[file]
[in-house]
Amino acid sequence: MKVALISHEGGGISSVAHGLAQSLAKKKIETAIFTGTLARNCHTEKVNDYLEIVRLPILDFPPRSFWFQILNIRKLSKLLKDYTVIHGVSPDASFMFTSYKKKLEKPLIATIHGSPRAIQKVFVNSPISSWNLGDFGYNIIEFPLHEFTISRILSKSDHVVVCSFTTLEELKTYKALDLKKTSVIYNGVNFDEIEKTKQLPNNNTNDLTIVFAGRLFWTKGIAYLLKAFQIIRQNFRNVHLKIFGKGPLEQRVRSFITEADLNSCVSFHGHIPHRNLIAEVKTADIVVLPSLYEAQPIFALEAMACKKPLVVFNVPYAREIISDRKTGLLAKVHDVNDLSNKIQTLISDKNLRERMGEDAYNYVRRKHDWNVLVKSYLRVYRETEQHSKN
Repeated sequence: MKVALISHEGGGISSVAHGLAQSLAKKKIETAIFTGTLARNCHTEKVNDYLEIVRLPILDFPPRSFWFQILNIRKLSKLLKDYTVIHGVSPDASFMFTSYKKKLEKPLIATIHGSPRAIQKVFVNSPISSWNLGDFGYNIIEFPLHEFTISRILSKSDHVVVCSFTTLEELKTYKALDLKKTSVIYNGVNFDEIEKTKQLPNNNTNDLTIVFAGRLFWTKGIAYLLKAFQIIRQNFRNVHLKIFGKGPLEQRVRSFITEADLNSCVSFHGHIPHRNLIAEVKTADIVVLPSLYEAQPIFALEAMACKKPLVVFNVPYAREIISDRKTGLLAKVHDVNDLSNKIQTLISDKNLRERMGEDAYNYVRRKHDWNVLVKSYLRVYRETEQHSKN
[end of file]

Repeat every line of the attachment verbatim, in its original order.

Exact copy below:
[in-house]
Amino acid sequence: MKVALISHEGGGISSVAHGLAQSLAKKKIETAIFTGTLARNCHTEKVNDYLEIVRLPILDFPPRSFWFQILNIRKLSKLLKDYTVIHGVSPDASFMFTSYKKKLEKPLIATIHGSPRAIQKVFVNSPISSWNLGDFGYNIIEFPLHEFTISRILSKSDHVVVCSFTTLEELKTYKALDLKKTSVIYNGVNFDEIEKTKQLPNNNTNDLTIVFAGRLFWTKGIAYLLKAFQIIRQNFRNVHLKIFGKGPLEQRVRSFITEADLNSCVSFHGHIPHRNLIAEVKTADIVVLPSLYEAQPIFALEAMACKKPLVVFNVPYAREIISDRKTGLLAKVHDVNDLSNKIQTLISDKNLRERMGEDAYNYVRRKHDWNVLVKSYLRVYRETEQHSKN
Repeated sequence: MKVALISHEGGGISSVAHGLAQSLAKKKIETAIFTGTLARNCHTEKVNDYLEIVRLPILDFPPRSFWFQILNIRKLSKLLKDYTVIHGVSPDASFMFTSYKKKLEKPLIATIHGSPRAIQKVFVNSPISSWNLGDFGYNIIEFPLHEFTISRILSKSDHVVVCSFTTLEELKTYKALDLKKTSVIYNGVNFDEIEKTKQLPNNNTNDLTIVFAGRLFWTKGIAYLLKAFQIIRQNFRNVHLKIFGKGPLEQRVRSFITEADLNSCVSFHGHIPHRNLIAEVKTADIVVLPSLYEAQPIFALEAMACKKPLVVFNVPYAREIISDRKTGLLAKVHDVNDLSNKIQTLISDKNLRERMGEDAYNYVRRKHDWNVLVKSYLRVYRETEQHSKN